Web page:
Jesse Norman’s maiden speech

We welcome Jesse Norman’s maiden speech in the House of Commons. The final section is the most relevant to our readers:

Now, the idea of revolution is never dear to a conservative, but even Edmund Burke would agree that we need a revolution in how we think about economics in Government. Over the past two decades the British Government have become steeped in a 1970s textbook caricature — a view in which markets are always efficient, prices reflect perfect information, and institutions are nowhere to be found. One would be tempted to call such a view neo-liberal, were we not in a time of coalition government.

Worse than that, the deep assumption remains that human beings are purely economic, rather than social, animals. This dismal gospel regards the human world as static, not dynamic — as a world of fixed social engineering, not one of creation, discovery and competition. In policy terms, this textbook economics takes power away from local people. It encourages centralisation and top-down meddling. It pushes us towards an inefficient, inhumane and factory-style view of public services. It is absurdly risk averse. In its apparent inevitability, it stifles public debate about other, more thoughtful approaches. Above all, it actively undermines the ideas of public service, public vocation and public duty — ideas which, I know, lie close to the heart of every Member of this House.

Now is the moment to re-examine these assumptions. Politics is not a subset of economics, and economics is not a subset of the financial sector. GDP growth is important-goodness knows that is true now — but so are flexibility, resilience and, above all, entrepreneurship in our economy. We need a new economics in our Government, not the desiccated economic atomism of the old textbooks, and we need to see people for what they really are, as bundles of human capability, creative, dynamic and fizzing with imagination and potential.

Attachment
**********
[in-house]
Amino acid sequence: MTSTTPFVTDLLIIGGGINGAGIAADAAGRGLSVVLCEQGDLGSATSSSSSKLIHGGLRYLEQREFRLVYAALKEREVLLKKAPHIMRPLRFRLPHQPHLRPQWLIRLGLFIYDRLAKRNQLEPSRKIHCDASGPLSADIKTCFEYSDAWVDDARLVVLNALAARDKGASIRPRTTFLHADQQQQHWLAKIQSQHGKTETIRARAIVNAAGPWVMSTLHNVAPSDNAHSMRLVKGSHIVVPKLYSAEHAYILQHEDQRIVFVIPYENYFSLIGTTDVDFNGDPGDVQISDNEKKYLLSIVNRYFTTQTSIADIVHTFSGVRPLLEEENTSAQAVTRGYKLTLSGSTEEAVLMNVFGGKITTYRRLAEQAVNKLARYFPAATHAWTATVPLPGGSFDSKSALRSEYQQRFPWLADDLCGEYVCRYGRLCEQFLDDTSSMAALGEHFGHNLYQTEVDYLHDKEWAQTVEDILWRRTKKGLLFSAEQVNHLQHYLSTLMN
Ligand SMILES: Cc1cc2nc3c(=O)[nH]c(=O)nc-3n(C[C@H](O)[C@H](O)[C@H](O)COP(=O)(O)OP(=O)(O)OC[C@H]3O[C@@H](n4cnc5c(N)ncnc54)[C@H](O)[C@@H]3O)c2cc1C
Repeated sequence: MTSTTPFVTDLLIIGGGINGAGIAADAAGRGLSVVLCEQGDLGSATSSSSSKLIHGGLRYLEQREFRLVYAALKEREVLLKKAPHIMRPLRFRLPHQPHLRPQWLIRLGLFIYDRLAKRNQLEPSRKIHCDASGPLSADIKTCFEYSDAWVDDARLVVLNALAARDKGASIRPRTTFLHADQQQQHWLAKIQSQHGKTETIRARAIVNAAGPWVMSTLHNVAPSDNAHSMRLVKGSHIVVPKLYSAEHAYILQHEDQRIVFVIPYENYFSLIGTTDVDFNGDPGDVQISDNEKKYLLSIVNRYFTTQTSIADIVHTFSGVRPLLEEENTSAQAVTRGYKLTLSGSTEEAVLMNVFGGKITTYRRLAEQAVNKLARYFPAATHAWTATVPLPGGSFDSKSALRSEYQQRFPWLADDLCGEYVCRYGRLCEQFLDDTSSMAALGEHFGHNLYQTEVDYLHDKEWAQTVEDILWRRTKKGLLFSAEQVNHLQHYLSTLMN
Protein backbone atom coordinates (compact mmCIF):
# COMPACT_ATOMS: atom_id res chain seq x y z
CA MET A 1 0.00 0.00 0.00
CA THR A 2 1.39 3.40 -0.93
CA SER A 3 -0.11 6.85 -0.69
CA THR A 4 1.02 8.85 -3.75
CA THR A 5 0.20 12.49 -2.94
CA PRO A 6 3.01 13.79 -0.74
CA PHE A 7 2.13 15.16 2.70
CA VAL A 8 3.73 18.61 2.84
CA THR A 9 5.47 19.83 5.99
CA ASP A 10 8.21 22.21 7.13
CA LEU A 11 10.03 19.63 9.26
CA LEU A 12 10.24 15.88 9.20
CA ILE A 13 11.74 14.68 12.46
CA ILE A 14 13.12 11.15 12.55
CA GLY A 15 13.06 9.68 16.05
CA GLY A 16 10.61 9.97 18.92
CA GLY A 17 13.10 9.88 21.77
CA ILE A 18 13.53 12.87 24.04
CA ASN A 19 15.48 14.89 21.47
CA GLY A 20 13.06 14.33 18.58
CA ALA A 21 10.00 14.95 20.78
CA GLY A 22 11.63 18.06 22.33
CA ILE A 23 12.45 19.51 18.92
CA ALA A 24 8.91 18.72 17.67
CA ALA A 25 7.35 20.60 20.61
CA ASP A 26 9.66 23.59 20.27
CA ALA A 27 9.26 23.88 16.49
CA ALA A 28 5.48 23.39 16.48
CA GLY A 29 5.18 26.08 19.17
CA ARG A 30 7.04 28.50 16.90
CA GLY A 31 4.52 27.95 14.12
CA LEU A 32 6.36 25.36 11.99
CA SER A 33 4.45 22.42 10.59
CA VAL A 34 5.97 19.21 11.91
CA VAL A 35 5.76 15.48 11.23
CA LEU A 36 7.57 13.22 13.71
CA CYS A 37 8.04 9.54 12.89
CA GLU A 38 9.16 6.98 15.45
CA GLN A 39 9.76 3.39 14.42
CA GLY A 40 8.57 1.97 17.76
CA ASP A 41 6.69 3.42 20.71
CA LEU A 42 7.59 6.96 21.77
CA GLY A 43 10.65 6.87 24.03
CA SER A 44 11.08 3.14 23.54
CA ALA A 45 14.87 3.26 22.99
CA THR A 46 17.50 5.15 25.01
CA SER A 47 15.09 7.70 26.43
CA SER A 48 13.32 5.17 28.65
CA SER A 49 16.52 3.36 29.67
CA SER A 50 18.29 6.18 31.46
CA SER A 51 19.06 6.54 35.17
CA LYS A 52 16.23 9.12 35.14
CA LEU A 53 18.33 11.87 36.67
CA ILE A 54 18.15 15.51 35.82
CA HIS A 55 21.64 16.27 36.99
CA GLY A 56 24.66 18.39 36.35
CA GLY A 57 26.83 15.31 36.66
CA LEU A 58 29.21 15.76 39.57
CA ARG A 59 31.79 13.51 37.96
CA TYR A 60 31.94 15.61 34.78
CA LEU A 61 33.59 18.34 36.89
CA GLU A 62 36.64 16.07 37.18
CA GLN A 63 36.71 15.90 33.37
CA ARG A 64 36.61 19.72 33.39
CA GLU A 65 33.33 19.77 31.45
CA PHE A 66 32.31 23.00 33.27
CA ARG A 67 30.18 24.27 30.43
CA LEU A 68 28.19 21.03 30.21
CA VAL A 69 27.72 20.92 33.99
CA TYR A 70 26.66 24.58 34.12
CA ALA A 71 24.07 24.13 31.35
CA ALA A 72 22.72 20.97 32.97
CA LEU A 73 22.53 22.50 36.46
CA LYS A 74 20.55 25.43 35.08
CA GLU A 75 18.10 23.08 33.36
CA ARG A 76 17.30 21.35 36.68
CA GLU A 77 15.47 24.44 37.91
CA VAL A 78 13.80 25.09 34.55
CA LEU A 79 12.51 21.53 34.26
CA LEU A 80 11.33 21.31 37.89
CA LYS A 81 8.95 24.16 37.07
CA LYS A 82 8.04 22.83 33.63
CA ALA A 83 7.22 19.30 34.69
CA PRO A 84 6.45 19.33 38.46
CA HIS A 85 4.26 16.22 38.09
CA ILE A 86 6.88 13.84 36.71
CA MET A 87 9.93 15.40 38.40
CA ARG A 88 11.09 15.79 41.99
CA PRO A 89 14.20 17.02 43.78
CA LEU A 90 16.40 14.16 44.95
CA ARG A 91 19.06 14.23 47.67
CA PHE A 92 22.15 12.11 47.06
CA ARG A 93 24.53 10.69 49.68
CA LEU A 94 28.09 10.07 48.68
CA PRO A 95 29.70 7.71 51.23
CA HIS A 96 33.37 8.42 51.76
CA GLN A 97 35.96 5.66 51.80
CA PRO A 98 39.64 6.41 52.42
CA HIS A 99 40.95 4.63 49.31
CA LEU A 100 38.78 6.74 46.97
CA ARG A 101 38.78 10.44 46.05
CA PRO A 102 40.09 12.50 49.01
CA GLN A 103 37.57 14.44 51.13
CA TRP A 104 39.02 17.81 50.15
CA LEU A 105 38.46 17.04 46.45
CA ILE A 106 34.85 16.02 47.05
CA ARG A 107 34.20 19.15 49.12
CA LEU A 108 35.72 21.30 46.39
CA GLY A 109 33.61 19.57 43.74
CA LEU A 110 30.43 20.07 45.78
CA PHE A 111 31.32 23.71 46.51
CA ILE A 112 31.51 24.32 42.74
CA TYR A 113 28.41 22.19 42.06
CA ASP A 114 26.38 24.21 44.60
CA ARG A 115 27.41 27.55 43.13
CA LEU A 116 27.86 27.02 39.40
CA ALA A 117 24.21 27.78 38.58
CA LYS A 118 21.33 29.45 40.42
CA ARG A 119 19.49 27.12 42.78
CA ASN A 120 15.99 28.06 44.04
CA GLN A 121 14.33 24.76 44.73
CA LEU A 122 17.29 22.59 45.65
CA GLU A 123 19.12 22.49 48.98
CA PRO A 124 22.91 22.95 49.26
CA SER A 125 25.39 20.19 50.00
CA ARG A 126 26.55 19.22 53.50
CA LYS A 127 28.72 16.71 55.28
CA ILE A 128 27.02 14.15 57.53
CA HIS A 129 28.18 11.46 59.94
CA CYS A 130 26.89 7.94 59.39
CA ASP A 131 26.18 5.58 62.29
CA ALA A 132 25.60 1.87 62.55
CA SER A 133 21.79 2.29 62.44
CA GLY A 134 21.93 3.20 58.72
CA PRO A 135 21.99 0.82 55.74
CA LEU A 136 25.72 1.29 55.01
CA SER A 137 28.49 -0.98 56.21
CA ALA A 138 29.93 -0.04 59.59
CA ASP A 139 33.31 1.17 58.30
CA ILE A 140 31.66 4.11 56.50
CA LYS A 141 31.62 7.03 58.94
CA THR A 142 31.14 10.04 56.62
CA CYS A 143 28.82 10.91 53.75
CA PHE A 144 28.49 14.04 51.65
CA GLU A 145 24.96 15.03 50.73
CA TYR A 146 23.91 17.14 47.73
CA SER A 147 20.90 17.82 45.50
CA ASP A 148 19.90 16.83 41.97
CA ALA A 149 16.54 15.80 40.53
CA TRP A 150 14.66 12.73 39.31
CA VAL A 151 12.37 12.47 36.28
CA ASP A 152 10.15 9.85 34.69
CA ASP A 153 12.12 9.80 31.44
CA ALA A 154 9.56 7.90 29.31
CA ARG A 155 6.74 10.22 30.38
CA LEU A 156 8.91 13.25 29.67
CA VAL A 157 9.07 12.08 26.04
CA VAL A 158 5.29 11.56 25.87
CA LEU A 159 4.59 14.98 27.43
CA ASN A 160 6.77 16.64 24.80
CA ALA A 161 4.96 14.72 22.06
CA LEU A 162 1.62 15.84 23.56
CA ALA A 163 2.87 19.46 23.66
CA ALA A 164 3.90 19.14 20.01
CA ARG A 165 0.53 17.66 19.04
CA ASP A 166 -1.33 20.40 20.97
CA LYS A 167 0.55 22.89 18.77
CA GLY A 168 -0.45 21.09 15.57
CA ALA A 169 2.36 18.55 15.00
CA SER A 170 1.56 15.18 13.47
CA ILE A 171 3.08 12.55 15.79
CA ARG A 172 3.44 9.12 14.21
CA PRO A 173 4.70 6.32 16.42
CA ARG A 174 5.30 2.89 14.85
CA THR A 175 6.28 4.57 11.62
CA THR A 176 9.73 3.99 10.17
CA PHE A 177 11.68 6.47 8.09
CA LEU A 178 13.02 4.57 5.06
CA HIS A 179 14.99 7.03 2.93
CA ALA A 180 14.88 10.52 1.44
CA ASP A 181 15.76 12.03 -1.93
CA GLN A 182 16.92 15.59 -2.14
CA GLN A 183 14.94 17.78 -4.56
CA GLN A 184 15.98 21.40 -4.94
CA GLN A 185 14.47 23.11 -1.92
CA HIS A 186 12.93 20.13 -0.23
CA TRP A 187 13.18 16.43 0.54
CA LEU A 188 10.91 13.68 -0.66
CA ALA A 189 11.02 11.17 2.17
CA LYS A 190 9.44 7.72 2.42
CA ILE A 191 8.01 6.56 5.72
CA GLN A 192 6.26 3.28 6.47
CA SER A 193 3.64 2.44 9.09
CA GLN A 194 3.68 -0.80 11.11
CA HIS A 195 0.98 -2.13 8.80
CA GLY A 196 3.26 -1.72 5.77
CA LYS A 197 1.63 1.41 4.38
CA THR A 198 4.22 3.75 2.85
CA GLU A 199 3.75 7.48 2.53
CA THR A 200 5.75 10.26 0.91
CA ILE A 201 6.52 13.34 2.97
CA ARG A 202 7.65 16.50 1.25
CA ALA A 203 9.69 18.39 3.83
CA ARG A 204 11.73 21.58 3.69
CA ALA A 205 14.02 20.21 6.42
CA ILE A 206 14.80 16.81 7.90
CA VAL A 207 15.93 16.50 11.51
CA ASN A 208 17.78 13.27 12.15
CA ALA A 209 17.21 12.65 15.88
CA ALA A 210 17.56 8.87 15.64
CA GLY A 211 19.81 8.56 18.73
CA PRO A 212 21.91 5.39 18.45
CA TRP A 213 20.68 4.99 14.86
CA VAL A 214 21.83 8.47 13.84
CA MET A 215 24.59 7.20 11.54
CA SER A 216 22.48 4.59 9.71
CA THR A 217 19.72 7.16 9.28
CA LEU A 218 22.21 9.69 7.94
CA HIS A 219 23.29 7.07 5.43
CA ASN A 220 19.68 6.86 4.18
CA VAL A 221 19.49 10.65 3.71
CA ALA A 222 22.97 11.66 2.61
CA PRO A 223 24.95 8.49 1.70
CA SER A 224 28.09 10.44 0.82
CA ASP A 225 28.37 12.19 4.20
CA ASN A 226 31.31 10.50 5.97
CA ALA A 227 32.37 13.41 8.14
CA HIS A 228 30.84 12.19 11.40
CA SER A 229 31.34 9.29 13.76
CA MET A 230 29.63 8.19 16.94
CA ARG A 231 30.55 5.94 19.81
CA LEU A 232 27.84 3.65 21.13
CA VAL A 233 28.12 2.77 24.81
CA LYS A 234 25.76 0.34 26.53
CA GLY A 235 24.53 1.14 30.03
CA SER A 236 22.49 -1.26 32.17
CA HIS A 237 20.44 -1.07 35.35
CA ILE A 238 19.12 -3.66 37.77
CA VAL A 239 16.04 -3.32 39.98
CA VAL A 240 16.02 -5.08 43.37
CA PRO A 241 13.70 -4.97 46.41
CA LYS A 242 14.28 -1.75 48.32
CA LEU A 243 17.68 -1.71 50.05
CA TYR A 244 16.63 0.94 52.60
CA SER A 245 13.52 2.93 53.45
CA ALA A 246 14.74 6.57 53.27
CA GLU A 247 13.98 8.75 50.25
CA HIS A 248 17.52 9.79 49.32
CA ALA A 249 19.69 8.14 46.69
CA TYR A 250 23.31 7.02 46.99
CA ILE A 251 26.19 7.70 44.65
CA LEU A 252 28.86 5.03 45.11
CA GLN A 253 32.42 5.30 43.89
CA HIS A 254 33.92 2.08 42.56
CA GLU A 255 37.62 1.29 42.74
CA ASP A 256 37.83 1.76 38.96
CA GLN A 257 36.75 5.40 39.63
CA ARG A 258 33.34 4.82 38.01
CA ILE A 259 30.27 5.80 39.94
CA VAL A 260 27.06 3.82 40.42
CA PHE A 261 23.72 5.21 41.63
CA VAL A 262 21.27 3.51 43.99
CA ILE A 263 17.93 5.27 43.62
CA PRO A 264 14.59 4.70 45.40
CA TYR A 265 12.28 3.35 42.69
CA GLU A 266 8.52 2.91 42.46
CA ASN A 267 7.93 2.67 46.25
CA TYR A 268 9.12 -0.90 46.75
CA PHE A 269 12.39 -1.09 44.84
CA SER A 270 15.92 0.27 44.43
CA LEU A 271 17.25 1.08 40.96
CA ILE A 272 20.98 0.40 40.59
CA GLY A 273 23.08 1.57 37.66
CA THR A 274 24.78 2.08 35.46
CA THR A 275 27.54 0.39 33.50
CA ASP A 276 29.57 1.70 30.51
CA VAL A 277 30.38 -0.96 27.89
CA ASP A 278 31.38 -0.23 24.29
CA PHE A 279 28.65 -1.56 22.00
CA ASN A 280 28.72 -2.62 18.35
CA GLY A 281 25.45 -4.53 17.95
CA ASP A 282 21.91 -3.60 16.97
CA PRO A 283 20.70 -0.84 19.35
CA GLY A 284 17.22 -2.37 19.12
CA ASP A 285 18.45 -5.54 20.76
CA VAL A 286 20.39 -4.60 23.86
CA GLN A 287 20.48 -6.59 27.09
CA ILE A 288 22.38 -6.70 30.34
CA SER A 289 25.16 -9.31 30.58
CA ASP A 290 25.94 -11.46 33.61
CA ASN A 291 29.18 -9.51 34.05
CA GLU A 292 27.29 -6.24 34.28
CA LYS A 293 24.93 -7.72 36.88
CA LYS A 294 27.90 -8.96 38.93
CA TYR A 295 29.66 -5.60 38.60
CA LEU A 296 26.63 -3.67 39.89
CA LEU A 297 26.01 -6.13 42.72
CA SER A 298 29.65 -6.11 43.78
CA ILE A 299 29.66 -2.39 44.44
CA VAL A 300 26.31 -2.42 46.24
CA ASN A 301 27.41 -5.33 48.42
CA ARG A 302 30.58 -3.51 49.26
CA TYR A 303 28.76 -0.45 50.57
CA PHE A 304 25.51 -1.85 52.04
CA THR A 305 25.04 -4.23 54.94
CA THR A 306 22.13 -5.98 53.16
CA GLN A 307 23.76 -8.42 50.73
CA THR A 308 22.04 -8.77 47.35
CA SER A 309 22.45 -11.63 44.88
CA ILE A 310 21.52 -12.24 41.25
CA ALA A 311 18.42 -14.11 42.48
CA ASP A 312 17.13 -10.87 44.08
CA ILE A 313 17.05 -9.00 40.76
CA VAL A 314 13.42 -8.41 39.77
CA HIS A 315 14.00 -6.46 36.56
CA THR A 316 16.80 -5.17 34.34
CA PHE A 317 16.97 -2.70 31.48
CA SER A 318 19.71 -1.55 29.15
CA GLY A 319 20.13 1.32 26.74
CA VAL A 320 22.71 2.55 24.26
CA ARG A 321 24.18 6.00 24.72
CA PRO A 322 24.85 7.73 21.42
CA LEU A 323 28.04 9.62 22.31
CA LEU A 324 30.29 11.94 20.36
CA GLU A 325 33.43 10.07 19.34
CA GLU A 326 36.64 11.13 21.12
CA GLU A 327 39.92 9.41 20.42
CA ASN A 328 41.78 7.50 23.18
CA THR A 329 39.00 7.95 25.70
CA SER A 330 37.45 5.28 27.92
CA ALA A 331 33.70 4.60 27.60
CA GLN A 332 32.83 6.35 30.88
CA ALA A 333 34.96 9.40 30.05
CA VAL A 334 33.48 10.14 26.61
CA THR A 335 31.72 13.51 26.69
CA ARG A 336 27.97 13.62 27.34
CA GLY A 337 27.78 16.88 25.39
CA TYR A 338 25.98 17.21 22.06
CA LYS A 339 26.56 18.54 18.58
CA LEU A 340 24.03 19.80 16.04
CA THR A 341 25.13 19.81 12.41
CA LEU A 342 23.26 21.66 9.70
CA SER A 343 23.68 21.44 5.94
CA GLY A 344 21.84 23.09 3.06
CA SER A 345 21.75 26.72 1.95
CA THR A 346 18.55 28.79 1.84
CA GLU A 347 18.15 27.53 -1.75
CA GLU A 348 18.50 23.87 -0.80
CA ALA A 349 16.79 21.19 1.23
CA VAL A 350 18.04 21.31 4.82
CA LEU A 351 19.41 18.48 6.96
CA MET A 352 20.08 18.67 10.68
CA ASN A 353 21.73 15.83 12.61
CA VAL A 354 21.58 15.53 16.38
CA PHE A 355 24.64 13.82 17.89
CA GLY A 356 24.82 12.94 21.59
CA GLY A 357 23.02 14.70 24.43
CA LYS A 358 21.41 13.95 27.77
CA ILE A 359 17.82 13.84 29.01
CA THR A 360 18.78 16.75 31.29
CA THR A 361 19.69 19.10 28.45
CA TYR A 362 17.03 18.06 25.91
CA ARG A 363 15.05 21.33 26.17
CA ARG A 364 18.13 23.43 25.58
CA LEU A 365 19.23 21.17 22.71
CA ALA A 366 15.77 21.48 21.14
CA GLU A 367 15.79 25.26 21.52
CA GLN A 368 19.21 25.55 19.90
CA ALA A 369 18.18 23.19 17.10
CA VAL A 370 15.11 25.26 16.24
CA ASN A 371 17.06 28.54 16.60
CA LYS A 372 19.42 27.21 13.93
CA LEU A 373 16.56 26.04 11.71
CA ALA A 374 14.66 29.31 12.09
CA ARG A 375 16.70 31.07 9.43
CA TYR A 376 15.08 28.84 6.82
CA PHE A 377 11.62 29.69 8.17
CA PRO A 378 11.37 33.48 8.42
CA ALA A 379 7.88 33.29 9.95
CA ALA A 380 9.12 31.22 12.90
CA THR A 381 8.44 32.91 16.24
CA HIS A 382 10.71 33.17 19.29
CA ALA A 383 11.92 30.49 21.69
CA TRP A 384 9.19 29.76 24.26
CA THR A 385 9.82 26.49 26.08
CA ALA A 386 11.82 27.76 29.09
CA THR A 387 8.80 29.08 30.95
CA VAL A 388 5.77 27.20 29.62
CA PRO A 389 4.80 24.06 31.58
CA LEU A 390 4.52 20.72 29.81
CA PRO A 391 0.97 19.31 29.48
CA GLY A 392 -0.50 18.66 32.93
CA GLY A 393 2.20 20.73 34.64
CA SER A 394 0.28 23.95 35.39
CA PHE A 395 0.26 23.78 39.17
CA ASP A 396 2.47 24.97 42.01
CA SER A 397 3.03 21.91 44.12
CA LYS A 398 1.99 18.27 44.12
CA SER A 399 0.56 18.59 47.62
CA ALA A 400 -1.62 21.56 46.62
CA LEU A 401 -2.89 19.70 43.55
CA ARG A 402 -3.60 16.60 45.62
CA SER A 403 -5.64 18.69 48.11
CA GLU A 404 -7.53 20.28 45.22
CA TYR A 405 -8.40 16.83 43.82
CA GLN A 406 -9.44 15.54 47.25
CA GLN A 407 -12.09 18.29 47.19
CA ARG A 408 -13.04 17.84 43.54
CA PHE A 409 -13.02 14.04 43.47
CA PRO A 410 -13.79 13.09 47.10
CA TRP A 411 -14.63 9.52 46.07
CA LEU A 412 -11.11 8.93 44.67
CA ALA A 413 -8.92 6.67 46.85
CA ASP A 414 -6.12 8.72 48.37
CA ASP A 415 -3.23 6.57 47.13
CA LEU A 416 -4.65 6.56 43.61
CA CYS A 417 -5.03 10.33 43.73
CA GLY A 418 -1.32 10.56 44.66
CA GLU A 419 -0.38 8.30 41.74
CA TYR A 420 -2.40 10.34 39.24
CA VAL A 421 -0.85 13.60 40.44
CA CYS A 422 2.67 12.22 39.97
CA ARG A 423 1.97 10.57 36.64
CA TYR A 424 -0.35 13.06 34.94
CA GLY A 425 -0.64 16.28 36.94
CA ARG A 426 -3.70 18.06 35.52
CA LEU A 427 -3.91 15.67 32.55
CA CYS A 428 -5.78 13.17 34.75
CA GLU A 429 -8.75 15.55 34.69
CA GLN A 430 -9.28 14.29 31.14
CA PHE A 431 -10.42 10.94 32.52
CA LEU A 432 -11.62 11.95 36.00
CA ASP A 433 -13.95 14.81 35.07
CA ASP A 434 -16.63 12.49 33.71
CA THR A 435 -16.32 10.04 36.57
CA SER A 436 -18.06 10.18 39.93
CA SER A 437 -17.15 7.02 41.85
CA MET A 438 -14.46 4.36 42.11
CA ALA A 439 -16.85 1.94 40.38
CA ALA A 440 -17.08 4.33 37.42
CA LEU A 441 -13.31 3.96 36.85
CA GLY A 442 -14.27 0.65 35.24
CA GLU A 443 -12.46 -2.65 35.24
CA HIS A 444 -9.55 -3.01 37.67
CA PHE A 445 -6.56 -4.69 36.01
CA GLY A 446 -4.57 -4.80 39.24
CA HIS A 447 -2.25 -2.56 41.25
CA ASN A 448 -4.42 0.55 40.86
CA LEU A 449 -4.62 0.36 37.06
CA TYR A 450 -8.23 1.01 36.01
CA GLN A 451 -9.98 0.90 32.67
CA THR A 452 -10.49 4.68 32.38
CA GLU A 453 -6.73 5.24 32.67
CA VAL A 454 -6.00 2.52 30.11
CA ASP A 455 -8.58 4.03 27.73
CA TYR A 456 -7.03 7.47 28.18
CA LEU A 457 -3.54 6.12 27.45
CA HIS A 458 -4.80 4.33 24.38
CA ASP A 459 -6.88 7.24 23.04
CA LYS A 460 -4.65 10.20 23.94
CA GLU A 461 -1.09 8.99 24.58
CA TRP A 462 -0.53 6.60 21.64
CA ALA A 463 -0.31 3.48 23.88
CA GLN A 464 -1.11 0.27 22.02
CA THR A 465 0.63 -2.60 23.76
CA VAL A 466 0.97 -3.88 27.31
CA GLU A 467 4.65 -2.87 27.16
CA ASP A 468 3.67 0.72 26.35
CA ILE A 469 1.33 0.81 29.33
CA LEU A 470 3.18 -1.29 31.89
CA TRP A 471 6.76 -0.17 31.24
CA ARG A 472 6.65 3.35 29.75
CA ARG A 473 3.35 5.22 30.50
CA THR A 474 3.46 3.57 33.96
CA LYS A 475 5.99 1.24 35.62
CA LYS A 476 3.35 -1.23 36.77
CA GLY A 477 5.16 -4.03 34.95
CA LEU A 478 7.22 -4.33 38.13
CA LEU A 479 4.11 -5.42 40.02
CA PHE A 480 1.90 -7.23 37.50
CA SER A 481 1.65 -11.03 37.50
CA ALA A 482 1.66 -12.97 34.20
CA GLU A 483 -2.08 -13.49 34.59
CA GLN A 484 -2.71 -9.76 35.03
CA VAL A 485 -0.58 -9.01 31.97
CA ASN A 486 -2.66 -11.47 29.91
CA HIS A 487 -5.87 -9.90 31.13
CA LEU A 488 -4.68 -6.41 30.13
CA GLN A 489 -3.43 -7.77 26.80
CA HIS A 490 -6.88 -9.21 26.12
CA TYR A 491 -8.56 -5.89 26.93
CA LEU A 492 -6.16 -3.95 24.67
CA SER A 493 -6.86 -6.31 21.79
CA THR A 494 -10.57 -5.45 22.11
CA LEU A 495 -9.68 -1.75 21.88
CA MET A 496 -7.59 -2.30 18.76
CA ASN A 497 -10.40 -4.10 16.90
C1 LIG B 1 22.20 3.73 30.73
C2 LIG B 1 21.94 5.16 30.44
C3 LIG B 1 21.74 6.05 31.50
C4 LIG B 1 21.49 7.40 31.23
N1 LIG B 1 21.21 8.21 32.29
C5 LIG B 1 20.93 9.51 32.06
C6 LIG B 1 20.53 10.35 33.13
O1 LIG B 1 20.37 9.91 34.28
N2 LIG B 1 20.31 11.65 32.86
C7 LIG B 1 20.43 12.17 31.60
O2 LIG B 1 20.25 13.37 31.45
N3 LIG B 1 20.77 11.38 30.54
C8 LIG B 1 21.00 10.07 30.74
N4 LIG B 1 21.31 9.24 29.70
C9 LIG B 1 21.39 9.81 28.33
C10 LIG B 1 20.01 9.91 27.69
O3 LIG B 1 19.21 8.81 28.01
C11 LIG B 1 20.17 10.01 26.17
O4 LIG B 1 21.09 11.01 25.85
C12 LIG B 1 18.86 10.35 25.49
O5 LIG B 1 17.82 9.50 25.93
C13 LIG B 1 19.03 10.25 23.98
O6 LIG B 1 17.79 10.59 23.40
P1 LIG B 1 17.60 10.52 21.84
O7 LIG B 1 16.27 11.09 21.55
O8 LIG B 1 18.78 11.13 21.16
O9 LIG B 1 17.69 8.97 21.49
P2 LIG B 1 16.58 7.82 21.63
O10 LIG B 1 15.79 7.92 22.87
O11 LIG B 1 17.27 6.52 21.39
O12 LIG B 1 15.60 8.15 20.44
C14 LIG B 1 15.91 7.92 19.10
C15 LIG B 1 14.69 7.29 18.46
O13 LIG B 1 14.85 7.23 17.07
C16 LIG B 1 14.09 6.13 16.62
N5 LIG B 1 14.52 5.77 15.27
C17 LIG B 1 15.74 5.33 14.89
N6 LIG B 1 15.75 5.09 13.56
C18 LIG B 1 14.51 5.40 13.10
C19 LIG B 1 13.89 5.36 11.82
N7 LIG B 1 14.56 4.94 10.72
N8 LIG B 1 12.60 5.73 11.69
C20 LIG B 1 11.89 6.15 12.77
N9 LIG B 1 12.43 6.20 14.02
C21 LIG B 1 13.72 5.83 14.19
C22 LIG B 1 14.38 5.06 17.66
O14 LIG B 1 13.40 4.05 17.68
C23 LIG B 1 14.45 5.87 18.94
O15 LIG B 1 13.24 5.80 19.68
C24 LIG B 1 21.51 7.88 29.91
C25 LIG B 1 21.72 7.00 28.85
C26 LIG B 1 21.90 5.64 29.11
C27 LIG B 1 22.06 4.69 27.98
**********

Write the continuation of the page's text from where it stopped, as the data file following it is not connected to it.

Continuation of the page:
If we do this, and only if we do this, we can revive our economy on a huge billow of human energy, one that is barely conceivable within our current conventional economic models, and we can help to restore the trust and the mutual respect that our society so badly requires. It was that great — and rather conservative — economist, John Maynard Keynes, who once warned politicians not to be the slaves of some defunct economist. So let us all cry freedom and move on.

It is interesting to hear Keynes called a conservative when in fact he was very radical in his policy proposals. The irony is that we are all slaves to his current thinking even though we thought the 70’s had killed Keynesianism off once and for all.

Norman makes good comment that we need to move away from the foolish perfect competition, Theory of the Firm understanding of the economy. Although he makes no reference to it, I suspect he is familiar with the Austrian School. He may well be aware that this is the only School of thought where the entrepreneur is the creative discoverer and allocator of capital in the economy. Without this acknowledgement all we can study is the past. His very creativity to express his work often created ex novo is what the capitalistic process is all about. The homo oeconomicus of the neo-classicals is anathema to the Austrian School as his very creativity is taken away from him, it is assumed away. With efficient marginal cost pricing, the computers of today could conduct robotically all the processes that go on in the capitalistic economy, such is the bareness of the neo-classicals.

Jesse Norman’s views on the ethics of capitalism bear a striking similarity to my own, and I look forward to reading his book, “Compassionate Economics“, which is available free online (PDF), or in traditional bound form through Amazon.  Matthew Elliot’s review is here.


  • Current says:

    These are classic ways of slagging-off and mis-representing mainstream economics and new classicism in particular.

    This viewpoint, and I’ve heard it many times, is completely contrary to Austrian economics. These days its held by the Behavioural Economicists, in times past it was pioneered by the German Historical School and the Old Institutionalists.

    When these folks mean that markets actors have imperfect information they aren’t arguing for Hayek’s evolutionary view of markets, they are arguing for Stiglitz’s view that imperfect information means that there is “no invisible hand” and that all markets should be tightly regulated.

    When these folks argue against homo economicus they aren’t arguing for something like Mises’ or Hayek’s view they are arguing for something like Nietzche’s.

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